Thursday 26 January 2023
Te Puia, (TP1- TP9) DOC250 traps, Hot Springs – Te Puia (370 – 411, DOC200, and CT13), Mangatainoka (W1-W15) Double set DOC200 traps
It was a fine day at last, and so Grant headed out to do his monthly check of the trap lines. He rebaited an unmarked DOC200 trap near the start of the line, and on his return he found this critter.
Just imagine: within eight hours, one stoat had been killed. Now imagine if we had a self-arming AT220 trap, how many catches we could make.
Here are some of the traps deployed in the Kaweka Forest Park
DOC200 traps are single-kill traps effective for catching rats, stoats, and hedgehogs.
DOC250 traps are also single-kill but are more robust and used mainly for ferrets, but also used for stoats, rats and hedgehogs.
A24 are a multi-kill trap produced by Good Nature. The trap resets automatically, and with an electronic chirp, will transmit when it kills a pest.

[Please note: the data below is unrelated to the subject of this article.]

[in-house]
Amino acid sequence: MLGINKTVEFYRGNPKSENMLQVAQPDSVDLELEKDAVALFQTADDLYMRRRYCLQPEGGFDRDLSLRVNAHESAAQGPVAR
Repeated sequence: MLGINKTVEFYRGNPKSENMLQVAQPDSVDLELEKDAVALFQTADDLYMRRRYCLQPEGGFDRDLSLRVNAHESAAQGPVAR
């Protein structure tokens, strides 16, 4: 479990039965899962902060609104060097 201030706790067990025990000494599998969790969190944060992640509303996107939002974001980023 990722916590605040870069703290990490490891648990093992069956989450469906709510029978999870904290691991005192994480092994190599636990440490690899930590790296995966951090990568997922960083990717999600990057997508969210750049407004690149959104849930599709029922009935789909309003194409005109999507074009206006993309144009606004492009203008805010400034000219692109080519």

AT220 is produced in New Zealand by NZAutoTraps. It is self-resetting, targeting possum and rats.
Peter and Judy Morrin have been researching the effectiveness of the range of traps available, using trail cameras. Here are some of their findings on stoat catches.
Stoats seen on all cameras but not in great numbers. We are monitoring two DOC200s and two A24s to see which attracts and kills stoats best.
DOC 200s: One stoat went into a single set DOC200 but escaped because the trap already contained a rat. The only other stoat observed went close to a DOC200, showing no interest – we shifted the trap to where the stoat passed, but there are no captures to date.
A24s attract stoats but to date there are no certain kills. Two observed A24s had five stoat visits, some multiple.
Do the stoats come to the A24s to get a free feed of rats?
We will be publishing more on Peter and Judy’s findings during the year.